This Munich-style Rheinlander may have paled in comparison to their new Pilsener-style Rainier beer, since Heigenmooser was tasked with  formulating a new lighter style. His Extra Pale Rheinlander was introduced in May of 1937, in both bottles and cans. The following month Heigenmooser announced his retirement and left for Delaware where, rather than retiring, he took another brewmaster position.

The following year saw further changes for the Rheinlander brand. It was to be moved to a new home.


Rheinlander Brewery, Inc.

Rheinlander Brewing Co Inc

This plant on Airport Way was the previous home of the Apex Brewing Co. Following the death of its founder, Alvin Hemrich, and the death of Elmer Hemrich, the family chose to sell the brewery. In January of '38, Seattle Brewing & Malting Co. (called SeaBrew by insiders) purchased the company.
However, SeaBrew planned to use the plant solely for the production of their Rheinlander beer and did not continue with the "Apex" brand. The adjacent Century plant would then focus solely on the production of the recently acquired Rainier brand.

One noticeable change in their branding was dropping the Germanic font on the labels and promotional material. Even their canned Rheinlander Pale Export had a changed font.

By July of 1938, the plant at 2918 Airport Way was producing both Rheinlander Beer, and Rheinlander Ale. The beer and ale was brewed here, but bottled in the nearby main plant. To set Rheinlander apart from other beer and ales they claimed their brews were enriched with valuable malt-yeast vitamins B & G.

Rheinlander Ale vitamins B&G   Rheinlander Inc. tap knob

Production at this location was to last but one year. In May of 1939, the Horluck's Brewery had been purchased by the Sicks' enterprise, and undergone an extensive remodel. In October of '39, the Horluck plant was to become the new home of Rheinander Beer.


The Century Brewery

The new Century Brewery c.1939

With Rheinlander's new home in the old Horluck plant came the appropriate signage that read "Century's Rheinlander" with the "Rheinlander" portion sourced from the sign previously atop the main plant.

With production now in the new Century Brewery, the labels were unchanged except for Seattle Brewing and Malting identified as the producer rather than Century Brewery - but not so for the tap knob.

Rheinlander label c.1939  Rheinlander ball tap knob c.1939

By April of 1940, a new label was designed and the Vitamin B & G claim was dropped. Oddly, the new look wasn't given to the canned Rheinlander as can be seen on the sign below. This makeover may not have done much to increase sales as the brand was struggling. In September of 1941, Rheinlander was discontinued and the Century Brewery was now the home of Sick's Select Beer.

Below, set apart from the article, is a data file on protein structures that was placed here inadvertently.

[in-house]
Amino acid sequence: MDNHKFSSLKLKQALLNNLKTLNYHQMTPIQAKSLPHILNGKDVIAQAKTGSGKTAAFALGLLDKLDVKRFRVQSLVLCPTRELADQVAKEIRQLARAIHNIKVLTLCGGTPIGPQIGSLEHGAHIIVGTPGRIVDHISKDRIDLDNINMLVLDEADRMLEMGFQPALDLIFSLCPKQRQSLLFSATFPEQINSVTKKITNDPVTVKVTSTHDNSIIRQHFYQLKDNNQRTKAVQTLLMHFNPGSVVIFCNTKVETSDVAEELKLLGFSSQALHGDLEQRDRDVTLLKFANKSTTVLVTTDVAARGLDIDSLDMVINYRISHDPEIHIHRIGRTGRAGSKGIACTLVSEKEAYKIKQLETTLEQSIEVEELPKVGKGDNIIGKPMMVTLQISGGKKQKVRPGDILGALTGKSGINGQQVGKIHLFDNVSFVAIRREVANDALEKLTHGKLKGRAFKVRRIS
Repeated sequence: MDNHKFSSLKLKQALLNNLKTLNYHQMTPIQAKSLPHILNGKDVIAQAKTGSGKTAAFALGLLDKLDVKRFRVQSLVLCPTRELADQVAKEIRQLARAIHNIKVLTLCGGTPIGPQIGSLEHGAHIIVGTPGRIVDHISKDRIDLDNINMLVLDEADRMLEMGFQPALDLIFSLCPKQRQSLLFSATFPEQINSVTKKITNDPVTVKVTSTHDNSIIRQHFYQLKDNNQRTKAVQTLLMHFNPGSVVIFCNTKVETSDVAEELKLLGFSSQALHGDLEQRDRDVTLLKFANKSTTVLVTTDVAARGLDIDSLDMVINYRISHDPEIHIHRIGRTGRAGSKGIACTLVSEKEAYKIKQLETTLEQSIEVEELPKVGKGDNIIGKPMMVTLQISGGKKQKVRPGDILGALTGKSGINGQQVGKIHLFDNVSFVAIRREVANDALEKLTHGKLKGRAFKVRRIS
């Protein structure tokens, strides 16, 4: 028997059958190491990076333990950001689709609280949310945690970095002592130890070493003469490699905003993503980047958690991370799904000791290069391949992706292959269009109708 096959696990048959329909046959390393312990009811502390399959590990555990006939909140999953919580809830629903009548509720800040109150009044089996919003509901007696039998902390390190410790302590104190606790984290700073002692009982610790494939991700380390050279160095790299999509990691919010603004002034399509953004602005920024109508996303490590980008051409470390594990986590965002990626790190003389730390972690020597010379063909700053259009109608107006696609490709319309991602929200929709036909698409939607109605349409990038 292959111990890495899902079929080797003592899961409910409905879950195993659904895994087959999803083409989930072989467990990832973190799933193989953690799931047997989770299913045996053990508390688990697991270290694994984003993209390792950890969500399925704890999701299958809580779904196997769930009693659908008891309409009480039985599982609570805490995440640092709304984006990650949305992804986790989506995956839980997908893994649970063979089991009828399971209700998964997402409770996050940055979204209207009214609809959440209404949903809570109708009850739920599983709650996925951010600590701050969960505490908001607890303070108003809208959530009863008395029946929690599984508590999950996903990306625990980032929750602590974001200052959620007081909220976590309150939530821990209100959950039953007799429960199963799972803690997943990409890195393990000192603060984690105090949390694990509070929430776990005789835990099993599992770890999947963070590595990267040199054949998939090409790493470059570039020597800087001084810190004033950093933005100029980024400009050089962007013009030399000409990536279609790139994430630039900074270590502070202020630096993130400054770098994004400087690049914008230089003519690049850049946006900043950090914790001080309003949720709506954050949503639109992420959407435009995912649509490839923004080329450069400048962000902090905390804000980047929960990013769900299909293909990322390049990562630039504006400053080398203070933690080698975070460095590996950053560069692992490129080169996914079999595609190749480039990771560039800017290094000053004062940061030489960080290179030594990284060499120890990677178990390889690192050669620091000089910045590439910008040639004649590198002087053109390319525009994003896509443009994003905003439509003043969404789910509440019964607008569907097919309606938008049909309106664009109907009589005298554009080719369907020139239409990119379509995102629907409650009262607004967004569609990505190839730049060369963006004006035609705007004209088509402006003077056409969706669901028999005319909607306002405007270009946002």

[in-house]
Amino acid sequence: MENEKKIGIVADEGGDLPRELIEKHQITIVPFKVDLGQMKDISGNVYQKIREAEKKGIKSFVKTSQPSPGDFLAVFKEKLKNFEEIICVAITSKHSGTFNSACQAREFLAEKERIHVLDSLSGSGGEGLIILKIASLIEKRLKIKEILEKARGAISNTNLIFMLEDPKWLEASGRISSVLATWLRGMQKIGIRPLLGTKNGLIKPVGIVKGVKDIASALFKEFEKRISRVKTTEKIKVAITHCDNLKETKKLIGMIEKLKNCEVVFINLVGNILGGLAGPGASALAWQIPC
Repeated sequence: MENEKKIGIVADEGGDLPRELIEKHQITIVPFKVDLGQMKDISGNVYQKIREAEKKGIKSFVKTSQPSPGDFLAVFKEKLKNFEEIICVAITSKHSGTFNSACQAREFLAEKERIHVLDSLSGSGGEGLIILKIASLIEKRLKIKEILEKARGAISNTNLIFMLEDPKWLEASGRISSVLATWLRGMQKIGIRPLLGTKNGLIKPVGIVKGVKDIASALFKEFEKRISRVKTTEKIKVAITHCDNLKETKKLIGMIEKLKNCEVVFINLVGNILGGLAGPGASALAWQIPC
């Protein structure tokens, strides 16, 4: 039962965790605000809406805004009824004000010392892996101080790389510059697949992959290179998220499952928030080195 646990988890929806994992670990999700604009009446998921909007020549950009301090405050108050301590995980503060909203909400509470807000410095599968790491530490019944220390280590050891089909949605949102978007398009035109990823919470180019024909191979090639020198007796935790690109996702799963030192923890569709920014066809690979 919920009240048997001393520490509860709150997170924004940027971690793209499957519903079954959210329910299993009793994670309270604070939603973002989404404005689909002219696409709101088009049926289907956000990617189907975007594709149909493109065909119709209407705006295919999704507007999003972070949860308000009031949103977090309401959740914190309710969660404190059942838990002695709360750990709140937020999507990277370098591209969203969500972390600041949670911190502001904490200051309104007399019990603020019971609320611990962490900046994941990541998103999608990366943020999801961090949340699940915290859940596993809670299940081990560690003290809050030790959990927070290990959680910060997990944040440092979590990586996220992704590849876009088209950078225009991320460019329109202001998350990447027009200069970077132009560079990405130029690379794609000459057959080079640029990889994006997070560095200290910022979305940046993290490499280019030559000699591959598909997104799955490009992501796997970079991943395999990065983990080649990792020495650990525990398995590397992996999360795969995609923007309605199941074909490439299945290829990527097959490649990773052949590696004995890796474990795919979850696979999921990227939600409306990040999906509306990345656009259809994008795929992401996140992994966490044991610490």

Rheinlander beer sign c.1940

This essentially closes the Rheinlander chapter. However, 20 years later the brand was resurrected and hung on until 1992.


Sicks' Rainier Brewing Co.
and successor
Rainier Brewing Co.

In 1961, Sicks' Rainier Brewing Co. had Rainier Beer as their flag-ship brand, but not much else. Sicks' Select had been replaced by Brew 66, and that was now only offered on draft. They needed a budget brand for the grocery store trade so they reintroduced Rheinlander Beer - and added Highlander Beer as well. The company then established two divisions, the Rheinlander Brg. Co. and the Highland Brg. Co., to act as brand managers. Yet both divisions distributed each other's products as well as their own - which I don't understand.

The 1961 Rheinlander Beer can had a steel top, one version lists the producer as the Highlander Brewing Co., while others list the Rheinlander Brewing Co. This version was soon followed by an aluminum "soft top" that made piercing easier. In '63, the cans were fitted with an aluminum "tab top" or "zip top."

Rheinlander brand 1961-70

In 1970, they were still using the steel can with the zip-top lid, but with a new design. This was soon followed by an all-aluminum version.

Rheinlander brand from 1970-89

Finally, in 1989 another newly designed can was introduced. The brand was to last another five years until it was terminated in '92.

Rheinlander brand from 1989-92

Rheinlander Breweriana

Rheinlander beer coaster

 Rheinlander ball tap knob - image

Rheinlander Draught beer sign, c.1934 - image

Rheinlander TOC sign c.1934

Century Brewery calendar 1935
1935 calendar graphic